In our series: Kitchen Memories, we continue to share culinary memories from our In My Kitchen family and friends
In My Kitchen Host Naomi (Exploring Japanese flavours with Naomi and Okonomiayki making with Naomi) shares one of her favourite childhood culinary memories: The Mochi-Tsuki ceremony
Mochi-tsuki is a cooking technique used to make mochi rice cakes. Naomi's family would do this every year at her Grandmother's home as part of the New Year festivities. Naomi is pictured here holding the "kine" or mallet and with the the help of her older sister, they are pounding the sticky rice into the mortar called an "usu".
Naomi tells us that they eat a lot of mochi in the New Year so the mochi making takes place at the end of the year and was a part of their pre New Year celebrations. Traditionally this event was a family tradition in most Japanese households because the wives would get a rest from domestic work during the first few days of the New Year, so they don't cook rice. During this time when the matriarchs of the family took a well deserved rest, families would eat mochi instead of rice.
Mochi is now available in the supermarkets, but according to Naomi picking it up at the local supermarket is not nearly as fun as making the freshly made ones!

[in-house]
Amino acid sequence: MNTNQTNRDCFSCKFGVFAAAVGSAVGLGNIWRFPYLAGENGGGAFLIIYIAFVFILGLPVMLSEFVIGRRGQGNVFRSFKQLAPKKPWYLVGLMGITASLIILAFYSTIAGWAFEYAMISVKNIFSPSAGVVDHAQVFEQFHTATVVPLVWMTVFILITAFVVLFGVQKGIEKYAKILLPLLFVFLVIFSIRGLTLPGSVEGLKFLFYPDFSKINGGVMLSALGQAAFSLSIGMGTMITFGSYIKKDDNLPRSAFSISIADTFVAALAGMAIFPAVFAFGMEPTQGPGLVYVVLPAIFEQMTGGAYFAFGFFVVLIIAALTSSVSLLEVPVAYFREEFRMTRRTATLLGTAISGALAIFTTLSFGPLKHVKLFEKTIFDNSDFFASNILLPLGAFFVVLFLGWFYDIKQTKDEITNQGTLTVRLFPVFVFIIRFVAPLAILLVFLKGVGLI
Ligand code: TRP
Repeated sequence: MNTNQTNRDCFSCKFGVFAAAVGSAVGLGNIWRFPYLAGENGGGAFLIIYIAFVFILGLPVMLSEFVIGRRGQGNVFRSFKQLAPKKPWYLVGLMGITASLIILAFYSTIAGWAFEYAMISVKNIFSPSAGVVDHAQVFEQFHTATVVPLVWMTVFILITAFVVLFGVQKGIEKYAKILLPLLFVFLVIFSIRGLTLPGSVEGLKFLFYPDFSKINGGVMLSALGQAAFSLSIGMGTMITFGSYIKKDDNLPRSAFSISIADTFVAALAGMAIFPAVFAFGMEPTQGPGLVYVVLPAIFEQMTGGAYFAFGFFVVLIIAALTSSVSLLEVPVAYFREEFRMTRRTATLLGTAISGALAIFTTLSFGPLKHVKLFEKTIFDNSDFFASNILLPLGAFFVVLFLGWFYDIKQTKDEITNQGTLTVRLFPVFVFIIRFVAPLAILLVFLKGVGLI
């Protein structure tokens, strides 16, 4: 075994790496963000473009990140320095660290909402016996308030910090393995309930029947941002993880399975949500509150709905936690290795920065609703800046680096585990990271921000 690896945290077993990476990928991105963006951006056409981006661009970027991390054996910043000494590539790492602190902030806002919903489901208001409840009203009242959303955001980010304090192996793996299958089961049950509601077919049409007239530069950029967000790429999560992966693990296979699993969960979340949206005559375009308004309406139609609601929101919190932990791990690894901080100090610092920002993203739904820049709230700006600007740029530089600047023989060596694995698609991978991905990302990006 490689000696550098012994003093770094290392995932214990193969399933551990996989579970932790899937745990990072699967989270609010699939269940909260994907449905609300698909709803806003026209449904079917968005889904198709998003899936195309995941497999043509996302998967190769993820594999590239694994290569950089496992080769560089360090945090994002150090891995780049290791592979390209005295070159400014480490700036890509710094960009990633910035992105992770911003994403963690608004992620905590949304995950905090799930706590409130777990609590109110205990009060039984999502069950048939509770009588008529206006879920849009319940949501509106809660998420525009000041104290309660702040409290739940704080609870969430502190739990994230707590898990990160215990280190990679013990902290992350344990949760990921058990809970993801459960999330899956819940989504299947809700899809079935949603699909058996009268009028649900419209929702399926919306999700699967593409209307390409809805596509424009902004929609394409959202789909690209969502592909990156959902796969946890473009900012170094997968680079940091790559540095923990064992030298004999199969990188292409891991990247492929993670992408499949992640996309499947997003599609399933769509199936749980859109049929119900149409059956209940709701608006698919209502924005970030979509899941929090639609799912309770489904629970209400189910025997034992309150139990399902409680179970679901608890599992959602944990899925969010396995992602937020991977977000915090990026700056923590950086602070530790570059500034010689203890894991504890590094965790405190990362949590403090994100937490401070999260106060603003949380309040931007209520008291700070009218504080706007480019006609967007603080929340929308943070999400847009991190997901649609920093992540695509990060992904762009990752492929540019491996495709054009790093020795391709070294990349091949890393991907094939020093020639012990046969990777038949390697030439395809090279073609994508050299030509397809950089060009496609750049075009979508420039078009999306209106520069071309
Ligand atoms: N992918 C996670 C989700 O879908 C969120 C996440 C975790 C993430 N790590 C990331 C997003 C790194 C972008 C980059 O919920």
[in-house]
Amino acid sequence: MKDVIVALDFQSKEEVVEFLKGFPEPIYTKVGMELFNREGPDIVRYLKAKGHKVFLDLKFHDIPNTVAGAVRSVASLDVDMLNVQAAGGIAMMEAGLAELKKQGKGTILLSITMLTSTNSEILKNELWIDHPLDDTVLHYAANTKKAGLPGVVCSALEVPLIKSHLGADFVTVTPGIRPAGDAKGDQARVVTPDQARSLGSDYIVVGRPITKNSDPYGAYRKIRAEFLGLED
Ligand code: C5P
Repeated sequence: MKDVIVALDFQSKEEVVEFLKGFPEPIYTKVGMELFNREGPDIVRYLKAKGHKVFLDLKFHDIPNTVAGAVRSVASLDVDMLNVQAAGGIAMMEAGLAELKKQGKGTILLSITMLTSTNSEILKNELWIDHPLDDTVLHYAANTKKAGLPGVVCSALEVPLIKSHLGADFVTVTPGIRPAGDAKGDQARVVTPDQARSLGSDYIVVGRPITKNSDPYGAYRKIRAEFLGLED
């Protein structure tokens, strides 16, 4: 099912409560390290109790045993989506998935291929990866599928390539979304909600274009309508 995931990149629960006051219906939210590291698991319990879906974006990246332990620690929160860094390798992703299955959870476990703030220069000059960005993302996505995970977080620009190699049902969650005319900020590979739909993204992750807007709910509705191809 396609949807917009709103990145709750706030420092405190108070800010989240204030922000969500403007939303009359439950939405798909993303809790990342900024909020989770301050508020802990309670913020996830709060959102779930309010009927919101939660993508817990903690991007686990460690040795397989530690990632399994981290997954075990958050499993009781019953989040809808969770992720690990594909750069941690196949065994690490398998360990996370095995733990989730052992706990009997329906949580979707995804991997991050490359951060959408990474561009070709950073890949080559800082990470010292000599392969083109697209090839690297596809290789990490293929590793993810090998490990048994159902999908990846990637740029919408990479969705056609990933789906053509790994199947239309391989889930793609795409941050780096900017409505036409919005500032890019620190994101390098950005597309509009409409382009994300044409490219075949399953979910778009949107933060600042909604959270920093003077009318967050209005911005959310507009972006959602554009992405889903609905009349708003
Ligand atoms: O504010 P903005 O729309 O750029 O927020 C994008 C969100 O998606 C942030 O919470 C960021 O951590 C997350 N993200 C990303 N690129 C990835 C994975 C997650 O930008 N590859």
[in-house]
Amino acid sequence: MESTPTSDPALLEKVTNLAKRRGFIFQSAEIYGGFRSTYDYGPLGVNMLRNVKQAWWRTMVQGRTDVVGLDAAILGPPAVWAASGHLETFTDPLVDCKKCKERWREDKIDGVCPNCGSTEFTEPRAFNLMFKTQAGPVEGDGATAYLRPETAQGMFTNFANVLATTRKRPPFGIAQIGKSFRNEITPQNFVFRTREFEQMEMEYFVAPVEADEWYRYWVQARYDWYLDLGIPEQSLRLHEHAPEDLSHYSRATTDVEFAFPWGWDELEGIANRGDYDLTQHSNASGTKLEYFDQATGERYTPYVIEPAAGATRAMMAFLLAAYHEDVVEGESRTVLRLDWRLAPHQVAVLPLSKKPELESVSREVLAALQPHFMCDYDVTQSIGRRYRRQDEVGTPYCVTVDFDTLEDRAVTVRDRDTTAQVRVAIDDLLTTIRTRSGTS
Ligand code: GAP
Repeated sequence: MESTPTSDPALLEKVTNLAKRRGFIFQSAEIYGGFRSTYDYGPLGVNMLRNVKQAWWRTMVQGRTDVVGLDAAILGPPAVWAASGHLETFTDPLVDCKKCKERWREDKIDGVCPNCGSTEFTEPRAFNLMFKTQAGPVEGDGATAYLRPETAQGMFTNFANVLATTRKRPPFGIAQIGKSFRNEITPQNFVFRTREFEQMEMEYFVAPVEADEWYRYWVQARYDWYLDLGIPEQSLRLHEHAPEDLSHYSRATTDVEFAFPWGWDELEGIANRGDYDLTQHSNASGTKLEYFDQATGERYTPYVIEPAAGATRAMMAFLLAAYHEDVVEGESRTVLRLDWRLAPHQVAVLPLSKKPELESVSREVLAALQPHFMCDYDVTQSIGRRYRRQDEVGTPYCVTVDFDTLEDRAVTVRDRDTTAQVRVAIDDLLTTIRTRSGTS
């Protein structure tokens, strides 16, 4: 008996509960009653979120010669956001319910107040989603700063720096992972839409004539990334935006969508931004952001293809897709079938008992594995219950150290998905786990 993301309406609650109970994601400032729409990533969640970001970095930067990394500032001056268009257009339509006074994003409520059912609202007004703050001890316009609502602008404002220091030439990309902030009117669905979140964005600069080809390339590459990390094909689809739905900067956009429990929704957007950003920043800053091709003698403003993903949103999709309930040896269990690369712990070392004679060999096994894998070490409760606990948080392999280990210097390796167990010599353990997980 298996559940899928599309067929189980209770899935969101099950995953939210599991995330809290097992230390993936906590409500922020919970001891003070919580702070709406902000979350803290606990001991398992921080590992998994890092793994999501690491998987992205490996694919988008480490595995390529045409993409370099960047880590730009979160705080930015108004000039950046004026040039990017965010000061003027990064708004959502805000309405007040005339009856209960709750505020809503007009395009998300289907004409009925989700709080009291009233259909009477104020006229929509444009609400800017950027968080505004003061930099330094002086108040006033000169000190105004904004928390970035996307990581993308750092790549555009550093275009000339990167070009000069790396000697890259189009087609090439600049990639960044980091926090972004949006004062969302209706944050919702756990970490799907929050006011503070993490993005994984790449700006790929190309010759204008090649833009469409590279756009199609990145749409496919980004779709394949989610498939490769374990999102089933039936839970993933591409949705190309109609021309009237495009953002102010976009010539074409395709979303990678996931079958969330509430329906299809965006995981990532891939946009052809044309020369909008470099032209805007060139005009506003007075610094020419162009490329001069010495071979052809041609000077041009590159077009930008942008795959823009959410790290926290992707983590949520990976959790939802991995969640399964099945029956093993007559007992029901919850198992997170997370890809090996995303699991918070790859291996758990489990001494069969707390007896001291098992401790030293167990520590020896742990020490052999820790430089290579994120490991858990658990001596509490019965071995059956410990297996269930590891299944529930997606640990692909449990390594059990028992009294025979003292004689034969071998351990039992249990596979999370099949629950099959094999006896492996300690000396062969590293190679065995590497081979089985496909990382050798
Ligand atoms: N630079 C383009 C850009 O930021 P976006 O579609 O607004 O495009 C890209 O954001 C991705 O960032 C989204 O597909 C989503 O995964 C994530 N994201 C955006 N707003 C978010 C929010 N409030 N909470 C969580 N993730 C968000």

How to Mochi-tsuki:
Mochi-tsuki is the act of pounding sticky rice with a "kine" or mallet in mortar or "usu". A special type of sticky rice is used, it is soaked overnight and steamed. While it is still warm, the rice is pounded into a paste with the hammer like "kine". The kine is very heavy, and typically the father pounds, with the mother moving the rice around in the usu. Kids participate making the pounded mochi into small round shapes to be put aside, used as offerings and to be enjoyed as a savoury or sweet snack.
The homemade mochi are eaten with the dawning of the new year. They're usually cooked over a flame and flavored with soy sauce or are placed in a soup called zoni. Today not many families in the city do Mochi-tsuki as a family event, rather Mochi-tsuki became more of a community event during the winter months,
Mitsuo Nakatani Master Mochi Maker
Mitsuo Nakatani is not only a Master mochi maker he is also the fastest in Japan.